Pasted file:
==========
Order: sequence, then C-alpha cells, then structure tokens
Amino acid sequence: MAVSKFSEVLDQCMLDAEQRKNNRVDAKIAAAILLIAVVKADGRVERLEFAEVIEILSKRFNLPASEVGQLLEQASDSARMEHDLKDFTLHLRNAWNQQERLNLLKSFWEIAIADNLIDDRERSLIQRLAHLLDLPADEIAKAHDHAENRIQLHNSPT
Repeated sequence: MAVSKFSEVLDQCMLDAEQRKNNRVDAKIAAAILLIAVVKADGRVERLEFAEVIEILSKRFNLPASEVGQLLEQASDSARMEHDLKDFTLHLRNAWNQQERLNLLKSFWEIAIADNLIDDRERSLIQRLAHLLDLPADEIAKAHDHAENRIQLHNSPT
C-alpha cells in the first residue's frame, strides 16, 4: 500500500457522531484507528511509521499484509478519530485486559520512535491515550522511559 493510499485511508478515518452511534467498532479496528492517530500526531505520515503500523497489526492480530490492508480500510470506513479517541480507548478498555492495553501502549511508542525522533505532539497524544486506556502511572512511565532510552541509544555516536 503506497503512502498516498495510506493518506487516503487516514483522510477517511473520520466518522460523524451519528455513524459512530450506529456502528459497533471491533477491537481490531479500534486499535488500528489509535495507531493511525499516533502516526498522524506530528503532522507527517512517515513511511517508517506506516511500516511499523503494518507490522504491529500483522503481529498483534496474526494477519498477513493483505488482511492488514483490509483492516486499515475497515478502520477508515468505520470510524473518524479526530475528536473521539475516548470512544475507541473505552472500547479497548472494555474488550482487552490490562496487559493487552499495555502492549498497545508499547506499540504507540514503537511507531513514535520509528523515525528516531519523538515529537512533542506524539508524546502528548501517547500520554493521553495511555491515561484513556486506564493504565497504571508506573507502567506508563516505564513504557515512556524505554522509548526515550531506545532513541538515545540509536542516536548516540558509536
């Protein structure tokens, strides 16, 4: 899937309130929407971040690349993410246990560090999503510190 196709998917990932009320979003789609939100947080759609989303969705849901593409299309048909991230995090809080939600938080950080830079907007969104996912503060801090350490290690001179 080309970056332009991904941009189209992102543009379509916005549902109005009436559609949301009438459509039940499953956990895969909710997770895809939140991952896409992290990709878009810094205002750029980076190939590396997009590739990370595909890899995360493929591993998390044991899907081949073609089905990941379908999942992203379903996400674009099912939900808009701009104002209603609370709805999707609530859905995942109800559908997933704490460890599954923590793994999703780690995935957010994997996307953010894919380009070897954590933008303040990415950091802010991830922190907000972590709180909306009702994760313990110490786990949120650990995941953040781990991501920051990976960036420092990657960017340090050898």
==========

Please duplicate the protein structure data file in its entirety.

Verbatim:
Order: sequence, then C-alpha cells, then structure tokens
Amino acid sequence: MAVSKFSEVLDQCMLDAEQRKNNRVDAKIAAAILLIAVVKADGRVERLEFAEVIEILSKRFNLPASEVGQLLEQASDSARMEHDLKDFTLHLRNAWNQQERLNLLKSFWEIAIADNLIDDRERSLIQRLAHLLDLPADEIAKAHDHAENRIQLHNSPT
Repeated sequence: MAVSKFSEVLDQCMLDAEQRKNNRVDAKIAAAILLIAVVKADGRVERLEFAEVIEILSKRFNLPASEVGQLLEQASDSARMEHDLKDFTLHLRNAWNQQERLNLLKSFWEIAIADNLIDDRERSLIQRLAHLLDLPADEIAKAHDHAENRIQLHNSPT
C-alpha cells in the first residue's frame, strides 16, 4: 500500500457522531484507528511509521499484509478519530485486559520512535491515550522511559 493510499485511508478515518452511534467498532479496528492517530500526531505520515503500523497489526492480530490492508480500510470506513479517541480507548478498555492495553501502549511508542525522533505532539497524544486506556502511572512511565532510552541509544555516536 503506497503512502498516498495510506493518506487516503487516514483522510477517511473520520466518522460523524451519528455513524459512530450506529456502528459497533471491533477491537481490531479500534486499535488500528489509535495507531493511525499516533502516526498522524506530528503532522507527517512517515513511511517508517506506516511500516511499523503494518507490522504491529500483522503481529498483534496474526494477519498477513493483505488482511492488514483490509483492516486499515475497515478502520477508515468505520470510524473518524479526530475528536473521539475516548470512544475507541473505552472500547479497548472494555474488550482487552490490562496487559493487552499495555502492549498497545508499547506499540504507540514503537511507531513514535520509528523515525528516531519523538515529537512533542506524539508524546502528548501517547500520554493521553495511555491515561484513556486506564493504565497504571508506573507502567506508563516505564513504557515512556524505554522509548526515550531506545532513541538515545540509536542516536548516540558509536
């Protein structure tokens, strides 16, 4: 899937309130929407971040690349993410246990560090999503510190 196709998917990932009320979003789609939100947080759609989303969705849901593409299309048909991230995090809080939600938080950080830079907007969104996912503060801090350490290690001179 080309970056332009991904941009189209992102543009379509916005549902109005009436559609949301009438459509039940499953956990895969909710997770895809939140991952896409992290990709878009810094205002750029980076190939590396997009590739990370595909890899995360493929591993998390044991899907081949073609089905990941379908999942992203379903996400674009099912939900808009701009104002209603609370709805999707609530859905995942109800559908997933704490460890599954923590793994999703780690995935957010994997996307953010894919380009070897954590933008303040990415950091802010991830922190907000972590709180909306009702994760313990110490786990949120650990995941953040781990991501920051990976960036420092990657960017340090050898």